By Innocent Opwonya, World Vision Germany
My name is Innocent Opwonya. I was born and raised in the middle of war, in the beautiful city of Gulu – Uganda. The trigger of this war, which had been raging since 1986, was the coup and overthrow of the government of Uganda by the current president. According to narratives, this war began as a peaceful demonstration led by a man named Joseph Kony. This demonstration against the mass killing of innocent Acholi people during the coup later got more violent and expanded into the today´s armed struggle of the Lord Resistance Army (LRA). Gunfire was part of my childhood and it was unusual to go a full day without hearing a shot fired. It was a normal, if not a perfect life for a child who knew nothing but war.
In 2000, I was confronted with the harsh reality. I had no alternative, but to pick up a gun and fight for my survival. I was kidnapped at night by the LRA and taken to one of their hideouts in the Darfur region of what is now South Sudan. I was only ten years old at the time and that same night I had to watch my father get killed for trying to help me. My first attempt to escape from the horrors I experienced there failed, but on my second escape attempt, I managed to escape from the rebel group, and the feeling of safety afterwards was the best I can remember so far.
Jesus’ love and forgiveness have the power to transform your self-image and your image of others
Upon my return from the LRA, I was lucky enough to have gone through the re-integration process from World Vision rehabilitation center. I knew about Jesus, coming from a Christian family, but I had never actually taken self interest in further understanding the true meaning of forgiveness. I was full of emotion, hate and needs for revenge. I played rough with fellow kids and was always the first to pick emotion over petty jokes. Through the rehabilitation center, I had daily worshiping and fellowship. We were taught to belief, dream and love just as Jesus once loved and forgave those who despised him. We were given a second chance and constantly reminded that we still were worthy and could be part of the energy in rebuilding our already broken communities. I just couldn´t understand why most of the people were so nice to us even after all I had done with my life with the rebels. Understanding the lord Jesus´s unconditional love helped me to belief in myself and become a voice for the voiceless.
Telling your story can greatly contribute to healing
Since my father was the sole breadwinner in the family, everything seemed lost after his death. Alone, my mother could not manage, so my sister and I could no longer go to school and instead started working with her in fields and farms to earn our daily bread. I was very lucky to get a scholarship for secondary school and university. I felt the need to give back to the organization that had given me the scholarship. So I traveled around my town (Gulu) and later to different parts of Uganda and the US eventually, telling my story with the hope of raising awareness about the fate of child soldiers but as well as a way to come to terms with my past. I found a lot of healing in sharing my story. Because of the great positive response, I contacted a very good friend, a writer. That’s how my biography book “Innocent: A Spirit of Resilience” came to be. It is a book about my life and my efforts to use my experiences to make positive changes. Through the book and the account of my experiences, I can be a voice for the countless others who don’t have that opportunity.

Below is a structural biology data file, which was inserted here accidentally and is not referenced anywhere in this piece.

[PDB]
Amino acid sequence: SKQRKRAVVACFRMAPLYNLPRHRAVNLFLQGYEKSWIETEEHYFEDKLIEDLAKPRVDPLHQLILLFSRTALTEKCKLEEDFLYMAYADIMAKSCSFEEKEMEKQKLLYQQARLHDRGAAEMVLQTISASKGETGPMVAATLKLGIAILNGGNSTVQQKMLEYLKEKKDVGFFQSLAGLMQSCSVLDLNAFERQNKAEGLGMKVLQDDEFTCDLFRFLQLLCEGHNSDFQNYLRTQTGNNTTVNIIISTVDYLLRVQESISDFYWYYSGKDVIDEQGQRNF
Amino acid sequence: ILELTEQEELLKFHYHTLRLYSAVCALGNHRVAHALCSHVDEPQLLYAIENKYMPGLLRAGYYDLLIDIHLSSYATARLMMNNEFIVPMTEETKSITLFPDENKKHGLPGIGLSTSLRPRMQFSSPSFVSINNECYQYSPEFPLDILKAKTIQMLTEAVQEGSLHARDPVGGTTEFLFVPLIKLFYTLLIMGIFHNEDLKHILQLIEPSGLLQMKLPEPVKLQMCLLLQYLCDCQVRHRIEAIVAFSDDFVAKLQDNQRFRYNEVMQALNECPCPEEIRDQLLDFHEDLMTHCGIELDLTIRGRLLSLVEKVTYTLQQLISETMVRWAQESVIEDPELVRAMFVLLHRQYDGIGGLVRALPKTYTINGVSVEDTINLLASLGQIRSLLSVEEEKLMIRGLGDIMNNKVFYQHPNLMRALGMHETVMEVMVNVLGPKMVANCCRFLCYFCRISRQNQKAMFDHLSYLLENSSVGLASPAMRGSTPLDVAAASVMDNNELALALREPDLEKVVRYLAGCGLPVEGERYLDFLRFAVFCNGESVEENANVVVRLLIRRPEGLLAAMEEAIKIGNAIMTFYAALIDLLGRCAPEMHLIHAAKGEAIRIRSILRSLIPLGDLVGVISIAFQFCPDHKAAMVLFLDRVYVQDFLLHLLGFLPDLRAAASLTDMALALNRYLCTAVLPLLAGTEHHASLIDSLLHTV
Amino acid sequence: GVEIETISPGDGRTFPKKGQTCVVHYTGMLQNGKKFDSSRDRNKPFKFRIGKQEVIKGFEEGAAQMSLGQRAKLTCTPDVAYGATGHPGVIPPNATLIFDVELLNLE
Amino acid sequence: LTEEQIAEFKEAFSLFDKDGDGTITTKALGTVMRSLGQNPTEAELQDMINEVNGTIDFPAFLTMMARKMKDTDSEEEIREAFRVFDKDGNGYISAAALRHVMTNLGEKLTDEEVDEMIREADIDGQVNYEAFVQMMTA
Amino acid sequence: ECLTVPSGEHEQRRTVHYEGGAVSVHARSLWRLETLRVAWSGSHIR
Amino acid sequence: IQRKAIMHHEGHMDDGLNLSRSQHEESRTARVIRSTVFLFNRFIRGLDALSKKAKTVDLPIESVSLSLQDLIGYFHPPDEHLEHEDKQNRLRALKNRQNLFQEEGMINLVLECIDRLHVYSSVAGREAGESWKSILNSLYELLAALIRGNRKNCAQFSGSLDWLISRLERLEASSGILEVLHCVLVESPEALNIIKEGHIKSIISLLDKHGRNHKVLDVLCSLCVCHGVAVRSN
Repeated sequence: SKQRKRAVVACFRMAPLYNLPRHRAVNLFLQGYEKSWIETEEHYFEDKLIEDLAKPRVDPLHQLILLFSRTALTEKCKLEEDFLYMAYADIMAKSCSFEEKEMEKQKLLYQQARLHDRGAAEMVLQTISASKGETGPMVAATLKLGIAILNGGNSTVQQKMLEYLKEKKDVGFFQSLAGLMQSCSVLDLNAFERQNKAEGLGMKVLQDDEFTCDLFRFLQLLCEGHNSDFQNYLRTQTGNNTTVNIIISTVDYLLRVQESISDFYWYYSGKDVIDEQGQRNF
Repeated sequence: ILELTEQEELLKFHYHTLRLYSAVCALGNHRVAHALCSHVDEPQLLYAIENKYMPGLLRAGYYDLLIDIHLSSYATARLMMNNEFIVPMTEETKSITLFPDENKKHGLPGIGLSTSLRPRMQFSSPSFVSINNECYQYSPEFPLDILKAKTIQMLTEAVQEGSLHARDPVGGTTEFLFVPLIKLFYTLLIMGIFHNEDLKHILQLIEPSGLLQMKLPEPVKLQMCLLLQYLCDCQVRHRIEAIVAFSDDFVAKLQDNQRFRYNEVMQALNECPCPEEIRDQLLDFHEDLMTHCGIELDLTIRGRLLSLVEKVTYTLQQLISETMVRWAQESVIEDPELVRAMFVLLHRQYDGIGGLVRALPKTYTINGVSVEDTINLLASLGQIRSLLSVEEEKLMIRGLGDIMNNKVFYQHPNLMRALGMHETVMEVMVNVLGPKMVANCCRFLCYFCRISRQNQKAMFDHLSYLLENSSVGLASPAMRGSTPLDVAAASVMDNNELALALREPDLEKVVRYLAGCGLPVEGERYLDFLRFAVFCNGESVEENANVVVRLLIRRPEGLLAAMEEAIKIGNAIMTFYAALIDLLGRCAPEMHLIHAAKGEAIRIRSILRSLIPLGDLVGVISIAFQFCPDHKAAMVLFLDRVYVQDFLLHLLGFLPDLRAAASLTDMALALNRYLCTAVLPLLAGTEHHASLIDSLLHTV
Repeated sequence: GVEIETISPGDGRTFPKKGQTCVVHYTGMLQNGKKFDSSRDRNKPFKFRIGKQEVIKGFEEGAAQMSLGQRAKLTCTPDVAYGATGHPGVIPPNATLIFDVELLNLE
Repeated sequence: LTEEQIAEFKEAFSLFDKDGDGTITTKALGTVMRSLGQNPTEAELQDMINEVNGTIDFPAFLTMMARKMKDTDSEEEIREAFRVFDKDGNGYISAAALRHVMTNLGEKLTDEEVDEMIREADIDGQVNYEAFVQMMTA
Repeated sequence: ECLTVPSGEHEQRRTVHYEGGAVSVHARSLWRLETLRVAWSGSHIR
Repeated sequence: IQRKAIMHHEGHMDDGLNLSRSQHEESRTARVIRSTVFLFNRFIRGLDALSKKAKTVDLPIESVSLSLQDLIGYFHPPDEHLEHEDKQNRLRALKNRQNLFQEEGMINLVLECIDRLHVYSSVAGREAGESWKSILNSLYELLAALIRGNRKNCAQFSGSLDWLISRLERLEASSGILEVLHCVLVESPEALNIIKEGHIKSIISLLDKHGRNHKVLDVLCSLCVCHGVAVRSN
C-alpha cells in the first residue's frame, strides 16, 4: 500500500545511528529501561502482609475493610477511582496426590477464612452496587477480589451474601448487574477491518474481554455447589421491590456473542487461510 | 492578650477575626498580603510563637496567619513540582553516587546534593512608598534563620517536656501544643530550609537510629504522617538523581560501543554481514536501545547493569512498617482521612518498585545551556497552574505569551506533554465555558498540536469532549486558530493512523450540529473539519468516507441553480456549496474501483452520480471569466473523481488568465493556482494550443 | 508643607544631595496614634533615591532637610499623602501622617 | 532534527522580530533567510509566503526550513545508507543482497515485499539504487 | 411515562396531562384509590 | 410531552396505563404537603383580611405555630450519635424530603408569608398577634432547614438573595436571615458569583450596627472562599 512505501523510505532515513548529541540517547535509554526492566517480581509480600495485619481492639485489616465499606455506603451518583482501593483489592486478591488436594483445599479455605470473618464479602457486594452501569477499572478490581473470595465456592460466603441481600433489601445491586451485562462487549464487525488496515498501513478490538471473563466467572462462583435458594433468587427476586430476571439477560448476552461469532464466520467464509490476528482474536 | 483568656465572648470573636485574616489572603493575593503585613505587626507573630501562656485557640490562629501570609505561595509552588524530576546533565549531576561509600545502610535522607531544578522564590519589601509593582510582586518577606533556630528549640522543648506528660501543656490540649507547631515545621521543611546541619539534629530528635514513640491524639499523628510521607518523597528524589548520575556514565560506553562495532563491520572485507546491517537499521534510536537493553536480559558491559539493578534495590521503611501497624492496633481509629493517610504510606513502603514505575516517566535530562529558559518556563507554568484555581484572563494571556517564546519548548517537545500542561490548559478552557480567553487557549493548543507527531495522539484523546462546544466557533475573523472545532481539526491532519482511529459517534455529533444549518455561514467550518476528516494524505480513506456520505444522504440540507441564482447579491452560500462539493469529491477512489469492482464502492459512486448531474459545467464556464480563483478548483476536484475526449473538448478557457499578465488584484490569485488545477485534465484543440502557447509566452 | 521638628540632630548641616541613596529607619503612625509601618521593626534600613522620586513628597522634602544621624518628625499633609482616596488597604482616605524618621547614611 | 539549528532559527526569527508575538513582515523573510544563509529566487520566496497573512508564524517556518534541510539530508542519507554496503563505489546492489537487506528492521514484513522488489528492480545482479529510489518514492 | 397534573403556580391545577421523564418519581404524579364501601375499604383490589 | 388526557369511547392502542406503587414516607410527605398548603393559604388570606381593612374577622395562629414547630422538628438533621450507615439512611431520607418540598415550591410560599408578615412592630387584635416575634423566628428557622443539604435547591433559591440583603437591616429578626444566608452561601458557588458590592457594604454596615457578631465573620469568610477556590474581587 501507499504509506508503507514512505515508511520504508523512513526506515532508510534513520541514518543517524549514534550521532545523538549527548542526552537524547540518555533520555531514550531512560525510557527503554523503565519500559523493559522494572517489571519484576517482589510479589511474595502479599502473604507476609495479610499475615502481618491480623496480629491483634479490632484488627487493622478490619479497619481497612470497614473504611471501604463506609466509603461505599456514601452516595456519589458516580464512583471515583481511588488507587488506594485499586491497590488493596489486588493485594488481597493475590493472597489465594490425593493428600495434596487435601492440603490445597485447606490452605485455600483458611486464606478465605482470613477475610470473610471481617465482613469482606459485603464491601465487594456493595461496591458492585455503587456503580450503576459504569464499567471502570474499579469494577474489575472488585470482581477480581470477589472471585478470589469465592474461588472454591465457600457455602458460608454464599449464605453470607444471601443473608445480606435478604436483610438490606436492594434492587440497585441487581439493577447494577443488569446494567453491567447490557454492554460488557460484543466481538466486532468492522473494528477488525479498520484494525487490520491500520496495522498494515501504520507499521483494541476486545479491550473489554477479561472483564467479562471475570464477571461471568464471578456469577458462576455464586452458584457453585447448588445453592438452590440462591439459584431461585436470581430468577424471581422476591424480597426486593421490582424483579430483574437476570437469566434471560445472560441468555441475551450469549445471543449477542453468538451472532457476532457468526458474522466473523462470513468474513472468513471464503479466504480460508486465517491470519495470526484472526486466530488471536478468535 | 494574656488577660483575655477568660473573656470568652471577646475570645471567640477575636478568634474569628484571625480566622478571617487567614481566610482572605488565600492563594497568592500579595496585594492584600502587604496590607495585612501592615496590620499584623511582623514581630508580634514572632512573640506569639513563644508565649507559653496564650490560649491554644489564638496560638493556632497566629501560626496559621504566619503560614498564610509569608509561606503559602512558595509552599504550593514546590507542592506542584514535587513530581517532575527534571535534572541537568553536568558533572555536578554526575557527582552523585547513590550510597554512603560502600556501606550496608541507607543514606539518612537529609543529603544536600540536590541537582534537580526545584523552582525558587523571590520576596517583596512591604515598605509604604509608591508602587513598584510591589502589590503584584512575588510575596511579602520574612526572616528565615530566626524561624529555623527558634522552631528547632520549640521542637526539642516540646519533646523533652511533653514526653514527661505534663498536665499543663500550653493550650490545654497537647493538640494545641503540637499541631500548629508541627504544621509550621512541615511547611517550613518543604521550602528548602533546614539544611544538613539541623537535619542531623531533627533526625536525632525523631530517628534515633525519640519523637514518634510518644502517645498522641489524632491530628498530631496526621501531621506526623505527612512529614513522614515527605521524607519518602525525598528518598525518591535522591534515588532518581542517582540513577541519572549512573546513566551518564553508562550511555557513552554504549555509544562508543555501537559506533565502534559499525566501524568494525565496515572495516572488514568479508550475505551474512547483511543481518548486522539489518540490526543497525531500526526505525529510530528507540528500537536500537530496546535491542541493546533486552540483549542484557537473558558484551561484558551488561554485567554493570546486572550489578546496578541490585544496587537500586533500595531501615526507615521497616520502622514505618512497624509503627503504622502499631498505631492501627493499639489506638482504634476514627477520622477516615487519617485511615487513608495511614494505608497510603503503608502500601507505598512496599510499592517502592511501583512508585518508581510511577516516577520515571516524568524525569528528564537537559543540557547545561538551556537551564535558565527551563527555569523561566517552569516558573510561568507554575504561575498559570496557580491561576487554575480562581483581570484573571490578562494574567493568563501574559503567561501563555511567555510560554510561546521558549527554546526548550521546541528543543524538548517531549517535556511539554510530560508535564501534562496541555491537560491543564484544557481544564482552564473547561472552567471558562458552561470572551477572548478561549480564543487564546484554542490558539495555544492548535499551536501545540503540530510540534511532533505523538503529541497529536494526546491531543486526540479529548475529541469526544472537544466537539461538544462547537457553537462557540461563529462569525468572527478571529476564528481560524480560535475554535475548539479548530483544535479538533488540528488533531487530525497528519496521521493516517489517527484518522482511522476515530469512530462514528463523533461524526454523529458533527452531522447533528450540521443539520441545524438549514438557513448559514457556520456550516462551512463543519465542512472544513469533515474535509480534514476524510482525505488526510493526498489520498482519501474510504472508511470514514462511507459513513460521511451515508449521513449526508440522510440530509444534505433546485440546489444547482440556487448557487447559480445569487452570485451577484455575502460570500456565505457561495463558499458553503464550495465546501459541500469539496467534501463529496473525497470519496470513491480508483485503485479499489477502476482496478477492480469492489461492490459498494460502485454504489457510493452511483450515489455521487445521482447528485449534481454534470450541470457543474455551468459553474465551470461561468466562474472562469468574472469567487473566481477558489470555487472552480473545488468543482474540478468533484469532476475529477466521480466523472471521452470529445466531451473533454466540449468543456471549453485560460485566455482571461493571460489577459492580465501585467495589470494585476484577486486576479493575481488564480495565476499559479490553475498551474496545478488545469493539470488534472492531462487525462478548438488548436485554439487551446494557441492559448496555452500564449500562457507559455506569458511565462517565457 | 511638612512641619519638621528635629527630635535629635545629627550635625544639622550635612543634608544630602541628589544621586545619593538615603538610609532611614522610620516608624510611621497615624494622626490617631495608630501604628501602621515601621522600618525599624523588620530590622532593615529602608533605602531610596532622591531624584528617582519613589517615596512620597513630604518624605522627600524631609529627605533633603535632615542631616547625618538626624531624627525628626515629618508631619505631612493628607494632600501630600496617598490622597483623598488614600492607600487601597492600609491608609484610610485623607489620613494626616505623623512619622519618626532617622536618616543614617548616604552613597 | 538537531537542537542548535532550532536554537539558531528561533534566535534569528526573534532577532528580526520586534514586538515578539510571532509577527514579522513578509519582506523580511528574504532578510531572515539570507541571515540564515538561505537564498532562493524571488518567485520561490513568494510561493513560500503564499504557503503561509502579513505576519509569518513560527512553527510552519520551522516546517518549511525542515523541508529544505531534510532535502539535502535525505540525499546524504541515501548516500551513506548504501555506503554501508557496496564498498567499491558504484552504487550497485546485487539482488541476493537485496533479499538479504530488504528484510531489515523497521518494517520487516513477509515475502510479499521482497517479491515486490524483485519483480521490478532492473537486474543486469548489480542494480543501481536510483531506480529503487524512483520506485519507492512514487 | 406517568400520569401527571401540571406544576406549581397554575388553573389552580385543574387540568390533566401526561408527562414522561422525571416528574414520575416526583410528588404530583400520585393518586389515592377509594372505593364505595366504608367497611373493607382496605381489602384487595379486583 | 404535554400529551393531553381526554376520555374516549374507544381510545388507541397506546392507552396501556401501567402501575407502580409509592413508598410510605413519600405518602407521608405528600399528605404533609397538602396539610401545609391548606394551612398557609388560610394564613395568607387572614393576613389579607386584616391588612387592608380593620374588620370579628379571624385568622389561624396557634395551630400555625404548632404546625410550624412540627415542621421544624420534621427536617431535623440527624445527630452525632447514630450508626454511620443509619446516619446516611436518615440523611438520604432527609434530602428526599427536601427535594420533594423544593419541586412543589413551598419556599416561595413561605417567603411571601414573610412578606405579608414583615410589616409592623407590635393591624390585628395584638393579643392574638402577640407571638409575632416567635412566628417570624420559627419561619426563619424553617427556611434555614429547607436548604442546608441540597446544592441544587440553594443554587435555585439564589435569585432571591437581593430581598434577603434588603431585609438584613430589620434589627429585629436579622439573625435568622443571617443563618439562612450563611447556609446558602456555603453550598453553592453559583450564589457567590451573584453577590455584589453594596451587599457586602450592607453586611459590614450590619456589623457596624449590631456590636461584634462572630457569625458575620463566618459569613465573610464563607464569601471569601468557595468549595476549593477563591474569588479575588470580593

The experiences of your past are part of a bigger story
It feels like yesterday, yet many years have passed. It is terrible to know that for the rest of my life I will retain the two long scars on my legs that remain from the abuse after my failed first attempt to escape from the LRA. But they are a precious reminder of who I once was and that this is a part of me. Today, I stand here as a university graduate with a bachelor’s degree in economics and Applied statistics as well as a master’s degree in Economic Policy. By sharing my story repeatedly, I made peace with my past and learnt to accept that there are just things I can change. I as well saw the inspiration on young people´s faces whenever I share with them who I really am, it made me realize what a beautiful world this is – a vital mark-stone in my fight against the suicidal thoughts that haunted me for years. Did I ever wish at one point for all the bad memories to go away? YES, but also, I learnt the hard way that these memories are what motivates me every day to keep fighting for a peaceful world for every child to live in.
Call on your governments to stop arms exports
What is saddening is that many of the weapons used in armed conflicts around the world come from Europe and the USA – democratic countries with good human rights records. Without all these weapons, many conflicts wouldn’t have been fought or continued. I appeal to all responsible governments to stop these arms exports to war regions. As a citizen, you too should call on your government to do so.